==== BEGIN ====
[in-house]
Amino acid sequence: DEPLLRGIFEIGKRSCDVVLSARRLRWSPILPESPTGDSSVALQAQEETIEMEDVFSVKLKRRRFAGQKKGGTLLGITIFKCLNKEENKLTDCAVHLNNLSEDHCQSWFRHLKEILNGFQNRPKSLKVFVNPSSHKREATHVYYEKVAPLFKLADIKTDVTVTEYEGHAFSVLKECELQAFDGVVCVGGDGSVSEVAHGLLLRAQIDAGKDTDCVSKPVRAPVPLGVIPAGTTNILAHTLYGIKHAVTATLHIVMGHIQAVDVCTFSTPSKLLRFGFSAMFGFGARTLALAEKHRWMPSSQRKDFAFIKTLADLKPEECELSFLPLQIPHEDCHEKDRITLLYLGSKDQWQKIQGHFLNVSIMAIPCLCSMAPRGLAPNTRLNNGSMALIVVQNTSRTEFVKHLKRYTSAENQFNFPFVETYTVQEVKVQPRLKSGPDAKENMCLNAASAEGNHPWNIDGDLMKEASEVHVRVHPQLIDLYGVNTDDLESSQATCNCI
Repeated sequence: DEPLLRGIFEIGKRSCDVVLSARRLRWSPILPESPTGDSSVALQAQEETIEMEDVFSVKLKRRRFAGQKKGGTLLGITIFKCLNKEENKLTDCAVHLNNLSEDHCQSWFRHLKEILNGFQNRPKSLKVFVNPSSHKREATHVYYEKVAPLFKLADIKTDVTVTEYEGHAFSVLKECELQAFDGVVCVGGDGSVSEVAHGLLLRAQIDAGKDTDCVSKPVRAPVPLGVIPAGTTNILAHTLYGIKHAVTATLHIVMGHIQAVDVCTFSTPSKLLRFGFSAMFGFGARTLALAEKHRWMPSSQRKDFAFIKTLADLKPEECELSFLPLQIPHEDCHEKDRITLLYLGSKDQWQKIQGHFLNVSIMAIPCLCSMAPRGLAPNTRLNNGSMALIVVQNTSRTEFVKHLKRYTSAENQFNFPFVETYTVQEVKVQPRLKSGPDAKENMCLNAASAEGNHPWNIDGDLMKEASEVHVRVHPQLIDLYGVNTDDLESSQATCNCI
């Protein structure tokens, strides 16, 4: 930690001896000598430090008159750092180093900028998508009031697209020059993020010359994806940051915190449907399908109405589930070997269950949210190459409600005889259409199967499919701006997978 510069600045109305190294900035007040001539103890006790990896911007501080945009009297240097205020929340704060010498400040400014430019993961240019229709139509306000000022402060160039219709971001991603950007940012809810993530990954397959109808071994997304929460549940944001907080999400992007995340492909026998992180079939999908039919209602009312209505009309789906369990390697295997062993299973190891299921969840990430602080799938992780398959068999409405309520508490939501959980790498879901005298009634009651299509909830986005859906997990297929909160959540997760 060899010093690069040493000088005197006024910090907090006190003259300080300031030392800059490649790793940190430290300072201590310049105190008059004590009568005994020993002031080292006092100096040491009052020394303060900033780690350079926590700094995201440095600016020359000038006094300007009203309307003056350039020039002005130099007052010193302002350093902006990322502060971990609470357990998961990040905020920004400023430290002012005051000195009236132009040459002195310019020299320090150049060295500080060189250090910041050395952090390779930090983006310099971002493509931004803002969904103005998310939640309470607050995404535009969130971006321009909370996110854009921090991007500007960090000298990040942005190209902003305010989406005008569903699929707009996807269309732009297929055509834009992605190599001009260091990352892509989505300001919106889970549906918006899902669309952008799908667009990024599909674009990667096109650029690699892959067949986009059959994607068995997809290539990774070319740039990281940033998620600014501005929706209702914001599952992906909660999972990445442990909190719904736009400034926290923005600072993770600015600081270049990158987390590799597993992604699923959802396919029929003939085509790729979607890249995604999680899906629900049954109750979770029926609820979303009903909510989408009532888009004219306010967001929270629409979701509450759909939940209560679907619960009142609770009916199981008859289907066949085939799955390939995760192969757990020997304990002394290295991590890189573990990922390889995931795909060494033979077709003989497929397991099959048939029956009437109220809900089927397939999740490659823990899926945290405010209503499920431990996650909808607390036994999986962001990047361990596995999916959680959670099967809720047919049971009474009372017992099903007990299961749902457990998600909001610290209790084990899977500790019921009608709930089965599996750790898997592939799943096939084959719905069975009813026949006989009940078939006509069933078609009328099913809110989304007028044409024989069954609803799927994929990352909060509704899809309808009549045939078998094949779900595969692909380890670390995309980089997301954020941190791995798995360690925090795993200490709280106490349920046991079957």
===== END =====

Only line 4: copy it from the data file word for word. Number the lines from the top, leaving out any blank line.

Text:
């Protein structure tokens, strides 16, 4: 930690001896000598430090008159750092180093900028998508009031697209020059993020010359994806940051915190449907399908109405589930070997269950949210190459409600005889259409199967499919701006997978 510069600045109305190294900035007040001539103890006790990896911007501080945009009297240097205020929340704060010498400040400014430019993961240019229709139509306000000022402060160039219709971001991603950007940012809810993530990954397959109808071994997304929460549940944001907080999400992007995340492909026998992180079939999908039919209602009312209505009309789906369990390697295997062993299973190891299921969840990430602080799938992780398959068999409405309520508490939501959980790498879901005298009634009651299509909830986005859906997990297929909160959540997760 060899010093690069040493000088005197006024910090907090006190003259300080300031030392800059490649790793940190430290300072201590310049105190008059004590009568005994020993002031080292006092100096040491009052020394303060900033780690350079926590700094995201440095600016020359000038006094300007009203309307003056350039020039002005130099007052010193302002350093902006990322502060971990609470357990998961990040905020920004400023430290002012005051000195009236132009040459002195310019020299320090150049060295500080060189250090910041050395952090390779930090983006310099971002493509931004803002969904103005998310939640309470607050995404535009969130971006321009909370996110854009921090991007500007960090000298990040942005190209902003305010989406005008569903699929707009996807269309732009297929055509834009992605190599001009260091990352892509989505300001919106889970549906918006899902669309952008799908667009990024599909674009990667096109650029690699892959067949986009059959994607068995997809290539990774070319740039990281940033998620600014501005929706209702914001599952992906909660999972990445442990909190719904736009400034926290923005600072993770600015600081270049990158987390590799597993992604699923959802396919029929003939085509790729979607890249995604999680899906629900049954109750979770029926609820979303009903909510989408009532888009004219306010967001929270629409979701509450759909939940209560679907619960009142609770009916199981008859289907066949085939799955390939995760192969757990020997304990002394290295991590890189573990990922390889995931795909060494033979077709003989497929397991099959048939029956009437109220809900089927397939999740490659823990899926945290405010209503499920431990996650909808607390036994999986962001990047361990596995999916959680959670099967809720047919049971009474009372017992099903007990299961749902457990998600909001610290209790084990899977500790019921009608709930089965599996750790898997592939799943096939084959719905069975009813026949006989009940078939006509069933078609009328099913809110989304007028044409024989069954609803799927994929990352909060509704899809309808009549045939078998094949779900595969692909380890670390995309980089997301954020941190791995798995360690925090795993200490709280106490349920046991079957």